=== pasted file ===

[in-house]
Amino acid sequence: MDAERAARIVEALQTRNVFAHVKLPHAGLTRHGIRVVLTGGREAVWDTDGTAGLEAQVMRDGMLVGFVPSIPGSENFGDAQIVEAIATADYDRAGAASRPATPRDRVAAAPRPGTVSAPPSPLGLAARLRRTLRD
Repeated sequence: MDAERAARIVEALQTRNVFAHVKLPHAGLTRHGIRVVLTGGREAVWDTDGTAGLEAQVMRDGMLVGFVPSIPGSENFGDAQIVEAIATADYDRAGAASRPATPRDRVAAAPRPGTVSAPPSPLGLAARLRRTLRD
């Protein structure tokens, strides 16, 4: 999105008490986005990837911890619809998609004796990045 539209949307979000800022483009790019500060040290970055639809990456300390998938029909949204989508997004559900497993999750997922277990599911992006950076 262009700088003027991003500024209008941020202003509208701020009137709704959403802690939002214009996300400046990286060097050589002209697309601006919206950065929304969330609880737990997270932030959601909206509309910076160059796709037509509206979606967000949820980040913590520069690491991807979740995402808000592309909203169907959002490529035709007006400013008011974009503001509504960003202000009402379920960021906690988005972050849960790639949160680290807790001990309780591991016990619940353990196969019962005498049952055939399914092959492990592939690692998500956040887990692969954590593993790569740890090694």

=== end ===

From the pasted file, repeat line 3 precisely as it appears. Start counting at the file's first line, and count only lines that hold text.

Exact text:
Repeated sequence: MDAERAARIVEALQTRNVFAHVKLPHAGLTRHGIRVVLTGGREAVWDTDGTAGLEAQVMRDGMLVGFVPSIPGSENFGDAQIVEAIATADYDRAGAASRPATPRDRVAAAPRPGTVSAPPSPLGLAARLRRTLRD